Mary Lefkowitz

Faculty emerita
B.A., Wellesley College; A.M., Ph.D., Radcliffe College; L.H.D., Trinity College; Ph.D. (hon.), University of Patras; L.H.D., Grinnell College

Mary Lefkowitz

Professor Emerita of Classical Studies

Retired from teaching in 2005, but continues to work on scholarly projects and give the occasional lecture.

Recently I’ve been writing about Greek drama. Together with James Romm I’ve co-edited The Greek Plays, a collection of translations (with extensive background information) published in 2016 by Penguin Random House in the Modern Library Series. My book Euripides and the Gods (2015) seeks to show that the poet is not trying to undermine traditional religion, but rather describes with brutal realism what the gods are like; in 2016 it was short-listed for the Phi Beta Kappa Gauss award. I’ve also returned to some earlier projects: in 2016 the fourth edition of Women's Life in Greece and Rome, which I’ve co-edited along with Maureen B. Fant for some 40 years. The second edition of my book The Lives of the Greek Poets came out in 2012; it describes how (and why) ancient biographers constructed fictional life-histories from the poets’ own works. The second edition Women in Greek Myth appeared in 2007. Earlier work includes Greek Gods, Human Lives (2003), about the crucial role played by the gods in ancient narratives. My books Not Out of AfricaBlack Athena Revisited, and History Lesson, which deal with controversial theories about the origin of ancient Greek civilization, were widely reviewed and discussed in public media during the 1990s.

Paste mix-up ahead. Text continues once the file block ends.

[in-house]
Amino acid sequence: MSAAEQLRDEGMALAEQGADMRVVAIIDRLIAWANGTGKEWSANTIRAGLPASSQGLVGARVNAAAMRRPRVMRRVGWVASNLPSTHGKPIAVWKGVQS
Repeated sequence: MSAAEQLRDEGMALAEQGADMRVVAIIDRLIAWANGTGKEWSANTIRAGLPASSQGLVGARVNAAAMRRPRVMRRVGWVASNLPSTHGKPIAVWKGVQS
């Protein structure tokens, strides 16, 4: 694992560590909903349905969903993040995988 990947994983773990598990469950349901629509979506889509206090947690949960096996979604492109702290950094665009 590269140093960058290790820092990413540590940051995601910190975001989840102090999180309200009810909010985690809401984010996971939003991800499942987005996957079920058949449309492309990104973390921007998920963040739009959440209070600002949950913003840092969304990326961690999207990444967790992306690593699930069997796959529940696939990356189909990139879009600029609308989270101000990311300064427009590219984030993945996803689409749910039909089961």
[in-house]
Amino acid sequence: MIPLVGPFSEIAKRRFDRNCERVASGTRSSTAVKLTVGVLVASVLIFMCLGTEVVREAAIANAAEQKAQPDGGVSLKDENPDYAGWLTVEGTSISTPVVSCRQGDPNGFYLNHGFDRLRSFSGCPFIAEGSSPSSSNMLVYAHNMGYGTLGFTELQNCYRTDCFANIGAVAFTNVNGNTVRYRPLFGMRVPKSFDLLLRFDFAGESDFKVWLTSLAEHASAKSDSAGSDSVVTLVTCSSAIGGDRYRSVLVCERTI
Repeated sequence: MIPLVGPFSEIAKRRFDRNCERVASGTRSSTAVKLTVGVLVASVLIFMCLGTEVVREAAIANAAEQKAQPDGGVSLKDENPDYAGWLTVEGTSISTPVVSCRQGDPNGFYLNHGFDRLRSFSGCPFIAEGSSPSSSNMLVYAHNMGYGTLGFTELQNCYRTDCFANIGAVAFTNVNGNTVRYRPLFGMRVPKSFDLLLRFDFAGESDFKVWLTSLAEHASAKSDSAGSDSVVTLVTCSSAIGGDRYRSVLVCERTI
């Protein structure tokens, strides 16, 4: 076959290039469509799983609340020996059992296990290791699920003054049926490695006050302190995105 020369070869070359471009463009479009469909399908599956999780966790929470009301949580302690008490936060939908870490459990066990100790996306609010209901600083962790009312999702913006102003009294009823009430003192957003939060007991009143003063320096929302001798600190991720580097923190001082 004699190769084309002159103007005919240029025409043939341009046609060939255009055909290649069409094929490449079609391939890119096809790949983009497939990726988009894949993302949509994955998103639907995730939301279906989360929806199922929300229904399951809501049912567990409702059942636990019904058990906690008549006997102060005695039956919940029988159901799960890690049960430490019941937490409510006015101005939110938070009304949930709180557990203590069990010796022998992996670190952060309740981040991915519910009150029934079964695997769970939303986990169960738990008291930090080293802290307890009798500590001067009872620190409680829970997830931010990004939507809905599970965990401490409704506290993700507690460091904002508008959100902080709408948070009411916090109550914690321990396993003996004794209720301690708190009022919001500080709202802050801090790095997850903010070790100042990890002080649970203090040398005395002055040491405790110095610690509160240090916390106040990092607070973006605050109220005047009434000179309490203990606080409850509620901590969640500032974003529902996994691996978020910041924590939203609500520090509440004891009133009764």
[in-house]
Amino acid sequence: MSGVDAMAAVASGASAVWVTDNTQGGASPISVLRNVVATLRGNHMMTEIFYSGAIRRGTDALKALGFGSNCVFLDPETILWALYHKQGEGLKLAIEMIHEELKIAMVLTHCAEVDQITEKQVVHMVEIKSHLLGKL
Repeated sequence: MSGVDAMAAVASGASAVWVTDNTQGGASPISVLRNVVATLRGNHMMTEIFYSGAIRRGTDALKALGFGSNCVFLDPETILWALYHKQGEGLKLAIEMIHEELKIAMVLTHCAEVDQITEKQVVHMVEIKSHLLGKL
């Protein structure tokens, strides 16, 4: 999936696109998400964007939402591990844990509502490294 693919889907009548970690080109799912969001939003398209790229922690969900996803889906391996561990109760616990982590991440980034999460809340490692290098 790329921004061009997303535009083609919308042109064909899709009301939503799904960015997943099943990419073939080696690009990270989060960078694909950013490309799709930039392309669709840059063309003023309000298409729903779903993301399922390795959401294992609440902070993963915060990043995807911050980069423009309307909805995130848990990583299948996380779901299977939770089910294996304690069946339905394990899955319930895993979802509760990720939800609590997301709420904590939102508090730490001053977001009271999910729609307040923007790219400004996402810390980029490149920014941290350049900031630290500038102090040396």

During my forty-six years as a member of the Wellesley College faculty I taught courses on Classical Mythology and Women’s Life in Greece and Rome, as well as ancient Greek and (occasionally) Latin language courses.

I am a Trustee of the American School of Classical Studies in Athens.

I have been working with other retired faculty on issues of common interest, and helping current faculty with the transition to retirement. I like to walk on local trails and kayak (unambitiously) on the Charles River.